I spent a number of hours each July in years gone by, watching TV images of the long Tour de France waves of cyclists race day-in and day-out across the flat stretches of French countryside; postcard-scenic riverbanks of gently shifting grain and alfalfa stretched out alongside.

Pedaling in a crowded pelaton for endless hours each day. Hard work, yes.

Then they hit the mountain passes and it was nothing short of miraculous to see the strength and mental toughness summoned to climb the steep Alp and Pyrenees slopes, the Plateau de Beille or Alpe D’Huez.

I was mesmerized. I was gobsmacked and most of the worship was doled out to one athlete, Lance Armstrong.

Lance Climbing

Minute after minute, hour after hour, day after day, he would monster-pedal his way up the hellishly-steep switchback slopes.

And then just when the other riders thought he was broken, he could find another gear in his physical bag of tricks, and destroy the competition. Spinning his muscled legs even faster, he’d leave the other boys in the dust.

It was beautiful to watch.

It was poetry on wheels … no… it was more than that, it was an operatic aria sung at ear-splitting volume… Ah, bravo Figaro! Bravo, bravissimo! Fortunatissimo per verità!

But even then, I knew in my heart of hearts that he was performing his feats with the help of the wonders of medical intervention.

Sure, it disturbed me, but I also thought then and still believe that every other rider that was anywhere close to him on the road was using similar little helpers. It was an even-steven kind of thing and Lance was the very best of the best either way.

Drugs or no drugs, he was superlative. I loved him, faults and all.

He was/is an arrogant son of a bitch like so many top notch achievers and I reluctantly accepted this too. The price of great ability can sometimes be an irritating attitude, thank you Muhammed Ali, John McEnroe, Serena Williams, Kevin Spacey, Pierre Trudeau.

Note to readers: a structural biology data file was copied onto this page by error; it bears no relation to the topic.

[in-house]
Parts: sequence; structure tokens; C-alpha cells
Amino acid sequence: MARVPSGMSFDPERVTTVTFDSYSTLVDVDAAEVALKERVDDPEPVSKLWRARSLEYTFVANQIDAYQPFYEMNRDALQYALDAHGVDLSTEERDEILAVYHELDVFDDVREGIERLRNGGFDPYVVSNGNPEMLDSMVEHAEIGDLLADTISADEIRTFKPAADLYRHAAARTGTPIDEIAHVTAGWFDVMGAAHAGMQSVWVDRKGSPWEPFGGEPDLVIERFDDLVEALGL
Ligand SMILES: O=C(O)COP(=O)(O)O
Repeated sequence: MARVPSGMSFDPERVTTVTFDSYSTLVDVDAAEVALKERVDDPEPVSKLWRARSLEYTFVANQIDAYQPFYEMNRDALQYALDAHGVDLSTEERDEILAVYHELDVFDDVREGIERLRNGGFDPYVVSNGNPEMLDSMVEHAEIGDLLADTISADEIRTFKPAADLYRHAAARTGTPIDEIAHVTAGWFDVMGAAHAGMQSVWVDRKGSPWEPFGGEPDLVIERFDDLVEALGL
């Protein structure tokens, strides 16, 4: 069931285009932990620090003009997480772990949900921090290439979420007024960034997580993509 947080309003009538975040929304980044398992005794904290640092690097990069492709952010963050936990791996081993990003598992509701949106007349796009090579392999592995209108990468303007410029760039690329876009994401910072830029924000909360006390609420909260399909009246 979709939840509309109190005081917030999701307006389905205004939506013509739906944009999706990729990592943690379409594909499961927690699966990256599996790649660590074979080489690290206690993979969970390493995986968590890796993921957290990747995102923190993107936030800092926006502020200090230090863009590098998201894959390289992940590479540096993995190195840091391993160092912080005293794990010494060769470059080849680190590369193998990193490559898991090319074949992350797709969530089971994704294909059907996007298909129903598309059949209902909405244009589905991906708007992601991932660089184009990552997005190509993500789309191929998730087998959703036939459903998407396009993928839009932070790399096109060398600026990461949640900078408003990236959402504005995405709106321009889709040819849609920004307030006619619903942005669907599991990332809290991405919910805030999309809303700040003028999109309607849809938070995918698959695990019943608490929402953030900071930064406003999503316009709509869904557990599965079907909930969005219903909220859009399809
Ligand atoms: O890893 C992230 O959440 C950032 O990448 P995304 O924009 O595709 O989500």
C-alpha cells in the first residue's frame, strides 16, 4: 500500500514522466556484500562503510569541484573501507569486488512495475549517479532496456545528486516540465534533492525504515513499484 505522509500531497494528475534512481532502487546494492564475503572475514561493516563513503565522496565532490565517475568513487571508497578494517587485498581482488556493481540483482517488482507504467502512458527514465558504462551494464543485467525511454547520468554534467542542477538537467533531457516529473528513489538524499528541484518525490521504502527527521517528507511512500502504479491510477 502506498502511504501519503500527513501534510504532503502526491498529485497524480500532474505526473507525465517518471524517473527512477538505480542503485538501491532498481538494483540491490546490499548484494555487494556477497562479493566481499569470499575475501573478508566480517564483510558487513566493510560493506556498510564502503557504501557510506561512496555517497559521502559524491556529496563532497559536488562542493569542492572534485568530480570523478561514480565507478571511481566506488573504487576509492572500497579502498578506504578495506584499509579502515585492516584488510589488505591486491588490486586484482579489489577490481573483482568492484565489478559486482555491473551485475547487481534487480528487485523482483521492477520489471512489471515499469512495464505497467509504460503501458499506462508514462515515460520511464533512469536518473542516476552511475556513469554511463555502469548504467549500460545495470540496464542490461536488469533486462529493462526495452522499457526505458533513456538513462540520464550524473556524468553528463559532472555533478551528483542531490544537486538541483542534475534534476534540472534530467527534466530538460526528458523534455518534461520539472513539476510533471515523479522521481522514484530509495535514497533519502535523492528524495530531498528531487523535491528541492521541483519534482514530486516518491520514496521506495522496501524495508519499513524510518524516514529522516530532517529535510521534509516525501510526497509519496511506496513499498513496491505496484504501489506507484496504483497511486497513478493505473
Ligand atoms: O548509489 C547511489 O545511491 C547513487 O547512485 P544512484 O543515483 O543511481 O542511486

However, bit-by-bit I’ve fallen out of love with Lance. I’m removing my worshipping lips from his ass. His arrogance and deceit has hurt too many people along the way.

Heroes are meant to inspire, not hurt.

There have been many heroes in my life – friends, relatives, strangers – and there will be many more to follow.

I stand at the top of Giant’s Head Mountain here in B.C.’s Okanagan Valley gazing out over the fruit orchards and lake below, seeking sources of inspiration.

I wanna be a hero. But where will I find my own hero-sity?

All I have to do is look and listen and ACT.

I have no concerns over shamelessly borrowing the bright starlight of others who shine my way.

  • I can emulate Dave from the gym who voluntarily serves healthy meals at the soup kitchen every week to the less fortunate.
  • I can borrow the initiative of cousin John who writes country music songs while bravely battling his own cancer.
  • I can draw on the energy of the many who travel to 3rd world countries, giving their time, on their own dime, to deliver supplies and education to intelligent people who need a helping hand up.

Yup, heroes come in all shapes, colours, and sizes.

It’s good to know that the champion’s letter on our chest can be an “S” … or an “s”.

 

Superman Butt

Of course, the S doesn’t HAVE to be on our chest…